Removing the Roadblocks to Rehabilitation

By Tina Rosenberg

Jim Wilson/The New York Times

The Delancey Street Foundation’s buildings along the Embarcadero in San Francisco.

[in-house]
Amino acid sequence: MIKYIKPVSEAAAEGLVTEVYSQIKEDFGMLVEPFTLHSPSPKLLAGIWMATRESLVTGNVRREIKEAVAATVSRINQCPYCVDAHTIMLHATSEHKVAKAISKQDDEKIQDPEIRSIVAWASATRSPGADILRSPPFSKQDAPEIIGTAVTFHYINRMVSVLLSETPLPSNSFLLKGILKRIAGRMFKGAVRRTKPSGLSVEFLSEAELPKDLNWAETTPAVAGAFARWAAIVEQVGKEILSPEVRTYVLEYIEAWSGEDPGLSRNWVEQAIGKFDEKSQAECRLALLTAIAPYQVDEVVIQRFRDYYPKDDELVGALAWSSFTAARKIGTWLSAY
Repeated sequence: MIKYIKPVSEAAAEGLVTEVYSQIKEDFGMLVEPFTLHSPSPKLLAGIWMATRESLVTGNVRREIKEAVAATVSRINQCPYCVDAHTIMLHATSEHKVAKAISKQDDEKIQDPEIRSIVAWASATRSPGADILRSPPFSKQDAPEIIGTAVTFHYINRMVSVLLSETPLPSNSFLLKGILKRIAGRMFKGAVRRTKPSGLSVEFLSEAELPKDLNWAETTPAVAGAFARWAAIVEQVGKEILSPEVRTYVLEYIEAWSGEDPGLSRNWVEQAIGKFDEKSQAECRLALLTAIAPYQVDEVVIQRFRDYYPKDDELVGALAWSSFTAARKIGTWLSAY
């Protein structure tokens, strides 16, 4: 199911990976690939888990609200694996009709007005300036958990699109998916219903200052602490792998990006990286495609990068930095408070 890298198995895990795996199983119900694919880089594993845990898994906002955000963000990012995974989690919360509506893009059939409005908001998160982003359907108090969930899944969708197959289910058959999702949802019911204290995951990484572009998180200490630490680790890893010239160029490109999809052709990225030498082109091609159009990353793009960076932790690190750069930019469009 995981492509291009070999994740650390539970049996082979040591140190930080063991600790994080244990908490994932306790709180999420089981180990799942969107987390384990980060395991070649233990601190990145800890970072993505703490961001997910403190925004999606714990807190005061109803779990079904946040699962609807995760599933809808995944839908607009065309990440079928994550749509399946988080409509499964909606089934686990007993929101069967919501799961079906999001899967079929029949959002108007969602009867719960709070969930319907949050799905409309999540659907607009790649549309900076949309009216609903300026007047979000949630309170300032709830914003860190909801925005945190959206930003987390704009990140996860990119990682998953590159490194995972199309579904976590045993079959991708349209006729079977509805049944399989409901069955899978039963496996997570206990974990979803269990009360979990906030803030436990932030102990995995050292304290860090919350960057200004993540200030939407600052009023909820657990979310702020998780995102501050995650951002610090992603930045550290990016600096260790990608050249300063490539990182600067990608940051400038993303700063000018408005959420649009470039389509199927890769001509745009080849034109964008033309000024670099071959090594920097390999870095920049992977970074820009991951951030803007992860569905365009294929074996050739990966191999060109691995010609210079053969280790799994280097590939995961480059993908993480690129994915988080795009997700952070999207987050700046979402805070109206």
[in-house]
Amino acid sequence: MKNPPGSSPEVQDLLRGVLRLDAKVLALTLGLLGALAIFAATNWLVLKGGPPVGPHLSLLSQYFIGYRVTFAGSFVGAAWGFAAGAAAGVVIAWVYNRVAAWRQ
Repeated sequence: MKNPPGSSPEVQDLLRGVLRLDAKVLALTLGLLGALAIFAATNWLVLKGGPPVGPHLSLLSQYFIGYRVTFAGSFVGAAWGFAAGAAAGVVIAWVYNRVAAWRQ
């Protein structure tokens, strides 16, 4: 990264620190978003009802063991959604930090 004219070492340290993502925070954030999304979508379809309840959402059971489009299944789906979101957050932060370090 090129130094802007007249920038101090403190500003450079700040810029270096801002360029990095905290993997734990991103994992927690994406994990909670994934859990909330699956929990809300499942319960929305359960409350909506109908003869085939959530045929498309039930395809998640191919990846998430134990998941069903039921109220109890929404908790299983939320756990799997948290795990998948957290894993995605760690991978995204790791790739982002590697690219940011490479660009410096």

What works and what doesn’t work to solve a social problem is often no mystery.  The mystery is why we so often persist in doing what doesn’t work.  The topic of Tuesday’s column — prisoner re-entry into the community — offers myriad examples.   One is the practice of dropping people getting out of jail or prison right back into the neighborhoods where they got in trouble in the first place.  Intuition tells us that this is a bad idea: the old street corners and the old friends seem like a recipe for the old troubles.  Research on this idea is rare and hard to do — it’s tough to get around the problem that the person who chooses not to go home may have other qualities that make him successful.
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